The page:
ACCRA (Reuters) - Up to a quarter of fish in stores and restaurants in New York City was mislabeled as a more expensive variety, according to samples collected by two U.S. teenagers and tested with modern genetic identification methods.
In the worst cases, two samples of filleted fish sold as red snapper, caught mostly off the southeast United States and in the Caribbean, were instead the endangered Acadian redfish from the North Atlantic, according to the tests, revealed on Friday.
"We never expected these results. People should get what they pay for," Kate Stoeckle, 18, told Reuters of the project with Louisa Strauss, 17.
The two classmates from New York's Trinity school collected and sent off 60 fish samples to the University of Guelph in Canada. Of 56 samples that could be identified by a four-year-old DNA identification technique, 14 were mislabeled.
In all cases, the fish was labeled as a more costly type, apparently ruling out simple chance. It was the first known student use of DNA barcoding technology in a public market.
"We really like sushi and we'd take home fish samples and put them in alcohol," Stoeckle said of fish bought in shops and restaurants in Upper Manhattan.
Stoeckle's father Mark is an expert in genetic barcoding -- a system that produces a unique readout of a species' genes similar to the black and white barcode stripes often used to identify items sold in shops.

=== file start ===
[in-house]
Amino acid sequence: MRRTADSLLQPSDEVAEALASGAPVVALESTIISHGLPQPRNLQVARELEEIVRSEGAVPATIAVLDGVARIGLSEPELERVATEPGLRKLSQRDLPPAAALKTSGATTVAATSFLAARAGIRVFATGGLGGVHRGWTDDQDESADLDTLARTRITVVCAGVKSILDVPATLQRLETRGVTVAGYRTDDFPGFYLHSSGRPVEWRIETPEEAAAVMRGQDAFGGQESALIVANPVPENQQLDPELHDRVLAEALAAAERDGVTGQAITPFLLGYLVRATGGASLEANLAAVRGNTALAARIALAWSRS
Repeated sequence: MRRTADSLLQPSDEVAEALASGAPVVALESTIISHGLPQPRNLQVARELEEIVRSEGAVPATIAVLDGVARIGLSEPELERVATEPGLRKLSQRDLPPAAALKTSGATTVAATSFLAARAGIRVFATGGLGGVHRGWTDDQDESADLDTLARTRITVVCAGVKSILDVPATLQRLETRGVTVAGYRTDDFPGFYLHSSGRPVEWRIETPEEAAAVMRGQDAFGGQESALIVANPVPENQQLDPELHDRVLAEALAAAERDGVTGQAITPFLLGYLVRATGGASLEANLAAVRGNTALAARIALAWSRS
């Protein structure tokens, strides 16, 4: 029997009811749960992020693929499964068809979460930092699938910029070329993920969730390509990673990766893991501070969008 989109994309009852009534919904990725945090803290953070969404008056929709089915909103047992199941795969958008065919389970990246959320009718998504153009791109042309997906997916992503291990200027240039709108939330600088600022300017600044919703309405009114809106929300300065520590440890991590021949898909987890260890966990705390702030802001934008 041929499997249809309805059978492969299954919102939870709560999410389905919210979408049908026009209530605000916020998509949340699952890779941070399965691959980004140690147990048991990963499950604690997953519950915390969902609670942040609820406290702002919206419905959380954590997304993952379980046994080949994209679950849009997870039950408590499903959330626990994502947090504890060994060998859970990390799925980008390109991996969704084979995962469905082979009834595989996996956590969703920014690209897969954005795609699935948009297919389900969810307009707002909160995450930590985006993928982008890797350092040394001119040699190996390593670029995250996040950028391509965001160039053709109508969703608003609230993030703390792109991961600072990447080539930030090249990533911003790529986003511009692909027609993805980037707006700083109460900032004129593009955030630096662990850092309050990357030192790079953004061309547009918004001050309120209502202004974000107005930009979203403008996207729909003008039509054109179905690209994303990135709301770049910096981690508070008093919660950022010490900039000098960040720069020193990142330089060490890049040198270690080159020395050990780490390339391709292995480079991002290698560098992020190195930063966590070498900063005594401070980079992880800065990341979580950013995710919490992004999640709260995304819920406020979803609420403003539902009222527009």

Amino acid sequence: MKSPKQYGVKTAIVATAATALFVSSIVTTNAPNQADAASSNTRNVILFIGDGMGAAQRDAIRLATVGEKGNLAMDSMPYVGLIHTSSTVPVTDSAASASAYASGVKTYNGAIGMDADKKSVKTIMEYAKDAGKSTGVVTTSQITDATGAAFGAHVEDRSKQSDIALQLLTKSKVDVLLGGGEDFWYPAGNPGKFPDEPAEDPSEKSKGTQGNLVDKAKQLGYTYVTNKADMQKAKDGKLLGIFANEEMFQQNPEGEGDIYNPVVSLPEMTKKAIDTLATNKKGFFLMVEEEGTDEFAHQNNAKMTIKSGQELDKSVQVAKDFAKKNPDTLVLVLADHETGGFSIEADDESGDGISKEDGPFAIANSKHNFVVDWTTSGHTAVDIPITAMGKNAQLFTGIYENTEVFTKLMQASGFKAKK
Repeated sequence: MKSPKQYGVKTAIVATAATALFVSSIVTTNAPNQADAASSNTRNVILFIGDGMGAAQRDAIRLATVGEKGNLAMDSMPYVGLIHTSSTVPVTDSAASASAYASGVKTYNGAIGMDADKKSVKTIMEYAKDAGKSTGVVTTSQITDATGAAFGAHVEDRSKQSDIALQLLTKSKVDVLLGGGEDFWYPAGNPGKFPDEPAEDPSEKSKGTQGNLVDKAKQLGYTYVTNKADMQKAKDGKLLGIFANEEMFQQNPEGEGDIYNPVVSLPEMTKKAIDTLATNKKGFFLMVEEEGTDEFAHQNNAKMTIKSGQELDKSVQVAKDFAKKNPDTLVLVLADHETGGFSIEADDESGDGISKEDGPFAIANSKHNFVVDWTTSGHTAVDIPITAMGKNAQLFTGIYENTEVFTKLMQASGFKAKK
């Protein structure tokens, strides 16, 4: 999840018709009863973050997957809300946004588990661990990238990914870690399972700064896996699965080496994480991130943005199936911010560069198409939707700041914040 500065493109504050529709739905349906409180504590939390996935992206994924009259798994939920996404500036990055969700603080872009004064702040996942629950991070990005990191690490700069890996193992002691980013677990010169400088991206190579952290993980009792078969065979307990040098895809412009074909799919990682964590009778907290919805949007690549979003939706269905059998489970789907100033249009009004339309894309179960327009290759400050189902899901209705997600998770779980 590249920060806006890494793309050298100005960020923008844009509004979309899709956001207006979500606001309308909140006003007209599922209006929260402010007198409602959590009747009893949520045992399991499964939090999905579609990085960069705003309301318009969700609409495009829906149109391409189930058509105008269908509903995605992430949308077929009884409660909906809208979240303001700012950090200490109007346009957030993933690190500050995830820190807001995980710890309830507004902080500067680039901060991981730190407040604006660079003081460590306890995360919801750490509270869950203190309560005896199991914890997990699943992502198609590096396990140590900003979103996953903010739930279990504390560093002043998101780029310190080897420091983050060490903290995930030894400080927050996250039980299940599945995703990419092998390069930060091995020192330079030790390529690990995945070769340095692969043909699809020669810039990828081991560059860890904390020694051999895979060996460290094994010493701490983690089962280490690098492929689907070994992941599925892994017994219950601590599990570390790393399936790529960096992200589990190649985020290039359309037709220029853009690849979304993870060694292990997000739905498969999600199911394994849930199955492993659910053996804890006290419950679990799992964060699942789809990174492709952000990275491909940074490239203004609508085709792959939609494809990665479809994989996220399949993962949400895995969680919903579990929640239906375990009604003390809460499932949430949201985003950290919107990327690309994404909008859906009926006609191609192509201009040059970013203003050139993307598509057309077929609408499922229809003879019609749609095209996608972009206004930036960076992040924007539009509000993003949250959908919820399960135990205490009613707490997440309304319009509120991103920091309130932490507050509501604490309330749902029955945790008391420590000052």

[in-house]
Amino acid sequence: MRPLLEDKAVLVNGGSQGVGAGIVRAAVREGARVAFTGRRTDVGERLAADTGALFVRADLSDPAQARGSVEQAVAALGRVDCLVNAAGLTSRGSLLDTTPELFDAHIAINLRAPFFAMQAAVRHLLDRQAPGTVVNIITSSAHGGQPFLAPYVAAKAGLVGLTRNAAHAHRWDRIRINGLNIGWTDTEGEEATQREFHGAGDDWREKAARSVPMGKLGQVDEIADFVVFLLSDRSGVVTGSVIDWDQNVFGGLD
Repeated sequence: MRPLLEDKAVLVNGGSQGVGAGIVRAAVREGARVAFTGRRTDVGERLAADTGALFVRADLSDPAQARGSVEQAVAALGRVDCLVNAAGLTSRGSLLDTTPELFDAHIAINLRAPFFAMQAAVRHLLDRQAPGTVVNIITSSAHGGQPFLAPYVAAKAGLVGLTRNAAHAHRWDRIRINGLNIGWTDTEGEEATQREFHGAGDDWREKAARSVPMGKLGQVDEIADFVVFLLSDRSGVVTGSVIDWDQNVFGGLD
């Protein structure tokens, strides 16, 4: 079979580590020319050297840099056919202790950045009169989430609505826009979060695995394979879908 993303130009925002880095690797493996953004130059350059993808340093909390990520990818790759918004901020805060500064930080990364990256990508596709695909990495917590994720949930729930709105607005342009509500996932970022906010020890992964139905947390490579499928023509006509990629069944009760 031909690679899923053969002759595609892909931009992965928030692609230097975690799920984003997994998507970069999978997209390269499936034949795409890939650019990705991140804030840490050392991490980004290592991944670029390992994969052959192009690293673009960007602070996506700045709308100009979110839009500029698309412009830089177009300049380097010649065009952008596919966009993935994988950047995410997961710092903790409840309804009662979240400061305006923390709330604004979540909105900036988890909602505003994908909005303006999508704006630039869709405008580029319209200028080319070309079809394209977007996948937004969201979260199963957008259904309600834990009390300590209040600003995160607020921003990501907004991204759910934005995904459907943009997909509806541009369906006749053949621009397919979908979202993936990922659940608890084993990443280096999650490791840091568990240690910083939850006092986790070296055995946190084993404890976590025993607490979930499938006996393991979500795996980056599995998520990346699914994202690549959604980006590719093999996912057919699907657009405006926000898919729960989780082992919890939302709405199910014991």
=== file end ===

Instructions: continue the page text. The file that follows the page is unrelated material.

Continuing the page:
"Americans spend an estimated $70 billion per year on seafood and we think authorities should do routine DNA barcoding of fish," Louisa Strauss said in a statement. Costs of barcoding run to tens of dollars per sample.
The DNA of fish from a sushi restaurant called "white tuna" turned out to be Mozambique tilapia, a cheaper variety often raised on fish farms. One restaurant offered "Mediterranean red mullet" but the DNA matched spotted goatfish from the Caribbean.
The project did not give the names of the restaurants and shops since it was unclear if they were knowingly to blame or had been deceived by suppliers.
The findings raise questions about the management of fish stocks, under pressure from overfishing and facing new threats such as climate change. About 160 nations are meeting in Accra, Ghana, this week to discuss ways to combat global warming.
"It bears on a number of issues -- food safety, fraud and protection of endangered species," said Bob Hanner of Guelph, who oversaw the analysis of samples. Other imports, such as meat, could also benefit from DNA checks.
Scientists have catalogued barcodes for about 46,000 animal species so far (www.barcodinglife.org). The barcoders are looking to raise $150 million to create 5 million records from 500,000 animal species by 2014 -- or a cost of $30 each.
Editing by Michael Winfrey